Sunday, 07 August 2022
A MAJOR arterial road through Henley has been resurfaced.
Contractors from Milestone worked on the stretch from the mini roundabout near Rupert House School in Bell Street to the traffic lights in Riverside at the junction with Henley Bridge.
The work cost £434,000.
It included the length of New Street, which was strewn with potholes and had an uneven surface and worn road markings.
A bollard has been installed by the office of estate agents Savills on the corner of Bell Street and New Street to prevent vehicles from mounting the pavement.
The route is used daily as a cut-through to Henley Bridge by numerous heavy goods vehicle drivers and residents have complained that the lorries cause vibrations that damage their homes.
Residents and town councillors have campaigned for a weight limit on the bridge to reduce the number of HGVs but Oxfordshire County Council, the highways authority, is pursuing an 18-tonne zonal strategy for the wider Henley area instead.
Councillor Stefan Gawrysiak, who represents Henley on the town and county councils, said: “The road has been in a shocking state for a long while and we managed to secure this investment from the county council for this much-needed repair.
“It is a proper repair rather than a patch-up job because they have scraped off the surface and replaced the tarmacadeam and redone the white and yellow lines.
“It went bsolutely to plan and I think the traffic system worked well.
“The only road closure was during the night and all the noisy operations were being completed by 11pm.
“The work was absolutely needed from the residents’ point of view. I’ve stood in the living room of houses in New Street and felt the vibrations as the HGVs drive past so a smooth surface will improve this.
“I would just like to say thank-you to the New Street residents for being patient while we got it done and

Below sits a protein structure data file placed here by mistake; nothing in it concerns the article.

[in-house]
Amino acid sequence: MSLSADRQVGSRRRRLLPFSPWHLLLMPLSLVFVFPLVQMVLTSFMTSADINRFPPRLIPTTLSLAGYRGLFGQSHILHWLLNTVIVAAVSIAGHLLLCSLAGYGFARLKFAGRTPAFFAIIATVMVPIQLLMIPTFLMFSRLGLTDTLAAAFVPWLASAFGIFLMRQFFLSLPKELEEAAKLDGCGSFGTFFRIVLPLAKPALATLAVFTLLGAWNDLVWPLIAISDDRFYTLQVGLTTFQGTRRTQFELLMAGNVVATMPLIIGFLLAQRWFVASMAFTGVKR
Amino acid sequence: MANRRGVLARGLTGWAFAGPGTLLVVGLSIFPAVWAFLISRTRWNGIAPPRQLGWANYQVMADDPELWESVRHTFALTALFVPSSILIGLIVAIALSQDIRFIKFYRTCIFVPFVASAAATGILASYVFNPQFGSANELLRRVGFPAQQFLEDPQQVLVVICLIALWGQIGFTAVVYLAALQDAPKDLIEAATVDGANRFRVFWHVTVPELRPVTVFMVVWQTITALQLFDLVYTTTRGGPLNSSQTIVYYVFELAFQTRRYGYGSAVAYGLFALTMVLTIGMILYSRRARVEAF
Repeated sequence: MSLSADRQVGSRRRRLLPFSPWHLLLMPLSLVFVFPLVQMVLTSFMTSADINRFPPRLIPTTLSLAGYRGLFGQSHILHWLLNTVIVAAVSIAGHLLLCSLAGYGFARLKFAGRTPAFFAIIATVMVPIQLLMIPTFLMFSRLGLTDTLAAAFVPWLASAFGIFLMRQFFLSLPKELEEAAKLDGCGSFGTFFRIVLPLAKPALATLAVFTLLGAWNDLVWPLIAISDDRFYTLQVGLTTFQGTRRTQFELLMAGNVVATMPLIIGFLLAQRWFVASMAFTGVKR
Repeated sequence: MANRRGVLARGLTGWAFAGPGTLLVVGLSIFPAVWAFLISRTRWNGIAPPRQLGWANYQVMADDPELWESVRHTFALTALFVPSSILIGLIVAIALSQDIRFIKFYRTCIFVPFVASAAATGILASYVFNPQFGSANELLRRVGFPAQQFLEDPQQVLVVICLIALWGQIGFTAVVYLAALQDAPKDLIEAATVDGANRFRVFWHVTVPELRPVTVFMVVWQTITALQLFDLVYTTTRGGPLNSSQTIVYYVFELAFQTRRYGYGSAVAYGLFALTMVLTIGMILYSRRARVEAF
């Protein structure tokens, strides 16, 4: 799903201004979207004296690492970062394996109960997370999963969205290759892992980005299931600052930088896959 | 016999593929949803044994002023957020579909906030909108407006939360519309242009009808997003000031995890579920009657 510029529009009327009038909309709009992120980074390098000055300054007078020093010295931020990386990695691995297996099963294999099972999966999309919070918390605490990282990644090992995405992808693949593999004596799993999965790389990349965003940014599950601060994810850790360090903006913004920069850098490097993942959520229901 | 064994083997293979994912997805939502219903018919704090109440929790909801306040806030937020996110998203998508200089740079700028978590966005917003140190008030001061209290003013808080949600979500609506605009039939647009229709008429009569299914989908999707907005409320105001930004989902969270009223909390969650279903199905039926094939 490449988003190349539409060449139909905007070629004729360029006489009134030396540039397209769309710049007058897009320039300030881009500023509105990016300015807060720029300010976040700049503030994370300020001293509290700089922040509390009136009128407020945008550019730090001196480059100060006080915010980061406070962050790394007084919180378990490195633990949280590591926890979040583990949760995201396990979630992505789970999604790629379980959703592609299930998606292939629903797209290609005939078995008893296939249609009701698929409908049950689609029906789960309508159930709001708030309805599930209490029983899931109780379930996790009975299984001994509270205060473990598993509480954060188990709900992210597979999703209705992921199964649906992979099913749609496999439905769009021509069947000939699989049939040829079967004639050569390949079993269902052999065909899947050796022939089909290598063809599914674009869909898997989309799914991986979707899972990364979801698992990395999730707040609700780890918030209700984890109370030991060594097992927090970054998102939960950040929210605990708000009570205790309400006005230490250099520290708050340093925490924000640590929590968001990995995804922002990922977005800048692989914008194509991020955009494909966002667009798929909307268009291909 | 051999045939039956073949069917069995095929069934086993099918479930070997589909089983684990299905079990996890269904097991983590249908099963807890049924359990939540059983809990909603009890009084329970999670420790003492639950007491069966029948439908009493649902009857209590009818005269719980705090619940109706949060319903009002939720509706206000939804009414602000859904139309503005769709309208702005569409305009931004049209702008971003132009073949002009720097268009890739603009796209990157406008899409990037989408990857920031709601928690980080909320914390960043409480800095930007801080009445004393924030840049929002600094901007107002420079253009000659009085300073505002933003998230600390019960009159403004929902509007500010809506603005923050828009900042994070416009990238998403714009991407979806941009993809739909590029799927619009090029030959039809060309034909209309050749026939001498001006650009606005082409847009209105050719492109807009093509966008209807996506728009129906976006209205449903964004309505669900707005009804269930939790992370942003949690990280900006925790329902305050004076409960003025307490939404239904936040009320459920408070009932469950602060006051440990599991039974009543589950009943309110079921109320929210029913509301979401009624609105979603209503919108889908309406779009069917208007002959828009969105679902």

for co-operating with the contractors by moving their cars so the job could be done efficiently and quickly.”
Cllr Gawrysiak said the bollard was “clever” but wouldn’t say how except that it is designed to be visible to ensure drivers use the width of the road rather than mount the pavement.
Meanwhile, he is continuing to put pressure on Duncan Enright, the county council’s cabinet member for travel and development strategy, to introduce a weight limit in Henley “as soon as possible”.
The council wants to pursue an 18-tonne limit in the wider area, having ditched an earlier plan to introduce weight restrictions in individual towns and villages.
This followed Councillor Enright’s decision to revoke a 7.5-tonne weight limit on Burford Bridge, which was identical to one proposed for Henley.
Some councillors, including Cllr Gawrysiak, challenged the decision but the council’s cabinet voted to uphold it.
But when Cllr Enright accepted an invitation from Cllr Gawrysiak to visit Henley and see the HGVs problem for himself he was said to be “horrified”.
Cllr Gawrysiak said: “I am told the 18-tonne zonal limit will be coming in soon and I am still pressing him on when this will be but a report will be coming out in October.”
The next roads in Henley scheduled for resurfacing are Albert Road, St Anne’s Close, Greys Hill and Fair Mile. Dates will be announced in due course.
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